Foley et al v. THI of Nevada At Las Vegas I, LLC

Filing 20

ORDER. IT IS HEREBY ORDERED, ADJUDGED, AND DECREED that 12 Plaintiffs' Motion to Remand is GRANTED, and this case is remanded back to Nevadas Eighth Judicial District Court, Case No. A-13-679673-C. Plaintiffs' attendant request for att orney's fees, however, is denied. IT IS FURTHER ORDERED that 10 the Defendants Motion to Alter or Amend the Amended Judgment is DENIED as moot and without prejudice to its refiling in state court. The Clerk of Court is directed to CLOSE THIS CASE. Signed by Judge Jennifer A. Dorsey on 8/16/17. (Copies have been distributed pursuant to the NEF - cc: Certified Copy of Order and Docket Sheet Sent to State Court - ADR)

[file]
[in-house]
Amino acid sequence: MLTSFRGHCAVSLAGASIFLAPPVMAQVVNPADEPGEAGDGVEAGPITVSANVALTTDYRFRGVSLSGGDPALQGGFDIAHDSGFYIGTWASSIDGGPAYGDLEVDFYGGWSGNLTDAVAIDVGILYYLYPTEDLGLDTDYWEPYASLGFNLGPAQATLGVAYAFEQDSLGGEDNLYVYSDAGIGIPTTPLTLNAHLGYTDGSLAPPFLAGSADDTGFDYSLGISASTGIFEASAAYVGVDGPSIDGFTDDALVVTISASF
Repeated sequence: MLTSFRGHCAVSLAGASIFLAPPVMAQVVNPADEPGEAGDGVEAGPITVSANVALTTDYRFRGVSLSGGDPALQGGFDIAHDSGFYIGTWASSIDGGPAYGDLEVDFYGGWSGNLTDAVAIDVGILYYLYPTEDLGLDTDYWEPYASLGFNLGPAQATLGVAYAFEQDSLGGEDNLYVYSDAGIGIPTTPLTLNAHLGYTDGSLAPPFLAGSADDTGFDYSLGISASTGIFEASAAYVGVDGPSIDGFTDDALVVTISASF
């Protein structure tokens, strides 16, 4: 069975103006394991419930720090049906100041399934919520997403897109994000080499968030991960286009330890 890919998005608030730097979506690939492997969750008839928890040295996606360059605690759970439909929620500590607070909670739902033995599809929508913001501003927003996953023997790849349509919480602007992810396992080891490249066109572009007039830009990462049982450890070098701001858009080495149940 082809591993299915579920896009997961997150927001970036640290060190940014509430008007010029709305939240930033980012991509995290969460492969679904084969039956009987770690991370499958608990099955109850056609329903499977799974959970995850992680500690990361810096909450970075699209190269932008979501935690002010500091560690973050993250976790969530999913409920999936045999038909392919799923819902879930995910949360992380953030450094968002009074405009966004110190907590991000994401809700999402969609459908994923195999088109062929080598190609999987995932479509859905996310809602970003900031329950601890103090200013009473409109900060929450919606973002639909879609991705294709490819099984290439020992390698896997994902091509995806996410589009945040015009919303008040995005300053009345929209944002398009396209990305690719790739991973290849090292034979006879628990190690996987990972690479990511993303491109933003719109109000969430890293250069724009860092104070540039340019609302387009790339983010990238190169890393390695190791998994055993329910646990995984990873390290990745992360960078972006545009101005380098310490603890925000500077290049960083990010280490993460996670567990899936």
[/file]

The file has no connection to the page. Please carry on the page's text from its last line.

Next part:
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1 UNITED STATES DISTRICT COURT 2 DISTRICT OF NEVADA 3 4 5 Estate of Glenn Clough, by and through its Special Co-Administrators, Penny Foley and Sharon Nagel; Penny Foley, an individual; and Sharon Nagel, an individual, 2:17-cv-00273-JAD-VCF 6 Plaintiffs 7 Remand Order v. 8 9 [ECF Nos. 10, 12] THI of Nevada at Las Vegas I, a Delaware Corporation dba Harmon Medical and Rehabilitation Center, 10 Defendant 11 12 13 This case finds its way to federal court during the post-judgment collection phase. It began as 14 a state-law elder-abuse and professional-negligence case after 79-year-old Glenn Clough passed 15 away at the Harmon Medical and Rehabilitation Center.1 The parties agreed to a binding arbitration2; 16 the three-arbitrator panel found in favor of the plaintiffs3; and the state court entered judgment in late 17 2016.4 After plaintiffs moved for an order directing that Harmon’s rights to receive Medicare 18 payments be assigned to them to satisfy the judgment,5 Harmon removed the case to federal court 19 under 28 U.S.C. § 1442(a)(2), “the seldom-invoked federal-title-dispute removal provision.”6 20 21 1 22 ECF No. 12-3. The Harmon facility is run by THI of Nevada at Las Vegas I, LLC. I refer to THI of Nevada at Las Vegas I as “Harmon.” 23 2 ECF No. 12-5. 24 3 ECF No. 12-7. 25 4 ECF No. 12-8. 5 ECF No. 1 at 34. 26 27 6 28 Veneruso v. Mount Vernon Neighborhood Health Ctr., 586 Fed. App’x 604, 608 (2d Cir. 2014); ECF No. 1. Page 1 of 5 1 Plaintiffs move for remand. Because this case does not qualify for removal under § 1442(a)(2), I 2 grant the motion and remand this case back to state court. 3 4 Discussion A. Removal was improper. 5 Most actions come to federal court under 28 U.S.C. § 1441. But 28 U.S.C. § 1442 provides 6 an additional avenue for federal jurisdiction. “Section 1442(a) is commonly known as the federal 7 officer removal statute and normally authorizes removal by federal officers sued in state court. 8 Section 1442(a)(2) expands the circumstances in which removal is authorized to allow owners of 9 federally-derived property rights to remove a cause of action to federal court—even where a federal 10 officer is not a defendant—if the action ‘affects the validity of any law of the United States.’”7 To 11 remove under this provision: (1) the action must begin in state court; (2) the action must “be against 12 or directed to the holder of a property right”; (3) that property right must “be derived from a federal 13 officer”; and (4) the action must “‘affect’ the validity of a federal law.”8 14 Even if I assume that the first three requirements are met, this case fails the fourth prong of 15 the test for federal-officer removal. The plaintiffs’ complaint in this case did not challenge the 16 validity of a federal law. The plaintiffs raised two purely state-law theories: (1) elder neglect under 17 Nevada Revised Statute (NRS) 41.1395 and (2) professional negligence under NRS Chapter 41A.9 18 The case remained constrained to those state-law issues through the arbitration and judgment.10 19 Federal law did not come into play until the collection phase of this case when the plaintiffs 20 moved for an order assigning them Harmon’s rights to Medicare payments on claims owned by 21 Noridian, a Medicare and Medicaid payment intermediary.11 The plaintiffs argued that the state court 22 23 24 7 Vermont v. MPHJ Tech. Invest., LLC, 803 F.3d 635 (Fed. Cir. 2015) (quoting 28 USC § 1442(a)(2)). 8 Id. 26 9 ECF No. 12-4 at 6 (Complaint). 27 10 ECF Nos. 12-7 at 5–6, 12-8. 28 11 ECF No. 12-3 at 3. 25 Page 2 of 5 1 could order the assignment under Title 42 of the Code of Federal Regulations Public Health.12 2 Harmon responded by vehemently disputing the assignability of Medicare payments and adding that 3 “Federal law . . . categorically bars Noridian from remitting Harmon[’s] Medicare payments to 4 Plaintiffs or anyone else other than Harmon”13 and that even Nevada state law bars the assignment.14 5 Harmon contends that its removal right under § 1442(a)(2) was triggered when the plaintiffs 6 filed their reply in support of their motion for assignment.15 It claims that plaintiffs “challenged the 7 Medicare Act” in that reply when they “argued they ‘do not need [Harmon’s] assent to the 8 assignment’” and that they only need “the court [to] issue an Order assigning” the rights.16 And 9 Harmon notes that the plaintiffs argued that the requirements of 42 CFR § 424 do not apply.17 10 But merely invoking federal law or arguing about its application is not enough to trigger § 11 1442(a)(2). The action must “attack the validity” of a federal law itself. Thus, for example, in Town 12 of Stratford v. City of Bridgeport,18 the court found that removal jurisdiction under § 1442(a)(2) was 13 lacking in a dispute over the compensation that Bridgeport owed Stratford for the taking of sewer 14 easements. Although the case involved land whose title was derived from the United States, it 15 involved no “challenge to the validity of a law of the United States.”19 The district court found that 16 failure “fatal.”20 17 Removal failed for the same reason in Veneruso v. Mount Vernon Neighborhood Health 18 19 12 Id. 13 ECF No. 12-2 at 5. 14 Id. at 7. 15 ECF No. 5 at ¶¶ 28–30; ECF No. 16 at 15. 16 ECF No. 5 at ¶ 28. 17 Id. at ¶ 29. 26 18 Town of Stratford v. City of Bridgeport, 434 F. Supp. 712 (D. Conn. 1977). 27 19 Id. at 715. 28 20 Id. 20 21 22 23 24 25 Page 3 of 5 1 Center. The receiver of a dissolved health-plan company that had been operating with Medicaid- 2 program approval sued its joint-venture partner to recoup nearly a million dollars in distributions, 3 arguing that they violated New York state law.21 The defendant removed, invoking § 1442(a)(2) 4 because “it derived title to the funds from a federal officer.”22 The district court granted the 5 receiver’s motion to remand, and the Second Circuit affirmed, reasoning “the Receiver’s suit plainly 6 does not challenge the validity of any federal law. Instead, the Receiver merely contends that the 7 various federal statutes and regulations [the defendant] has identified do not provide a defense to the 8 Receiver’s claims that the Surplus Distributions violated New York law.”23 9 The plaintiffs’ arguments in the assignment briefing challenged only the applicability of 10 federal law; they did not challenge “the validity of any law of the United States” as § 1442(a)(2) 11 requires.24 This is not a case in which the plaintiffs are arguing that the Medicare Act—or some 12 other federal law— is constitutionally infirm. The parties merely disagreed over the application of 13 various laws and whether they conferred on the plaintiffs the right to receive assignment of 14 Harmon’s Medicare payments; the plaintiffs did not “challenge[] the Medicare Act” as Harmon 15 contends. Because this action in no way affects the validity of any federal law, Harmon improperly 16 relied on § 1442(a)(2) to remove this case, and remand is required. 17 B. 18 Attorneys Fees and Costs. Plaintiffs also request an award of attorney’s fees and costs because this removal was 19 “frivolous.” Although I do find that Harmon lacked an objectively reasonable basis to remove this 20 case, the plaintiffs have not carried their burden for such an award. 21 FRCP 54(d)(2) requires a party moving for fees and expenses to “state the amount sought or 22 23 21 Veneruso, 586 Fed. App’x at 605. 22 Id. at 606. 24 25 23 27 Id. at 608; see also Santa Cruz County v. Rattlesnake Properties, LLC, 2017 WL 462407, *4 (N.D. Cal., Feb. 3, 2017) (remanding state-law case by federal-land patent holder, which was removed under § 1442(a)(2), because action did not affect the validity of a federal law). 28 24 26 See ECF No. 12-3 at 2 (motion); ECF No. 12-4 at 2 (reply). Page 4 of 5 1 provide a fair estimate of it.”25 And Local Rule 54-14 adds that “a motion for attorney’s fees must 2 include” “[a] reasonable itemization and description of the work performed,” “[a]n itemization of all 3 costs sought to be charged as part of the fee award,” an attorney affidavit authenticating the billings, 4 a “brief summary” of “[t]he time and labor required,” and nearly a dozen other bits of information 5 that the plaintiffs omitted. The local rule states that “Failure to provide” this information “in a 6 motion for attorney’s fees may be deemed a consent to” its denial.26 Because the plaintiffs’ request 7 for attorney’s fees lacks much of the content required by FRCP 54 and LR 54-14, I deem their failure 8 to provide that information a consent to deny it, and I do so. 9 Conclusion 10 Accordingly, with good cause appearing and no reason to delay, IT IS HEREBY ORDERED, 11 ADJUDGED, AND DECREED that Plaintiffs’ Motion to Remand [ECF No. 12] is GRANTED, 12 and this case is remanded back to Nevada’s Eighth Judicial District Court, Case No. A-13- 13 679673-C. Plaintiffs’ attendant request for attorney’s fees, however, is denied. 14 15 IT IS FURTHER ORDERED that the Defendant’s Motion to Alter or Amend the Amended Judgment [ECF No. 10] is DENIED as moot and without prejudice to its refiling in state court. 16 The Clerk of Court is directed to CLOSE THIS CASE. 17 Dated this 16th day of August, 2017. 18 _________________________________ __________________ ________ _ __ ____ __ Jennifer A. Dorsey Dorsey e United States District Judge ates District Judge Di ud d 19 20 21 22 23 24 25 26 27 25 Fed. R. Civ. P. 54(d)(2)(B)(iii). 28 26 L.R. 54-14(d). Page 5 of 5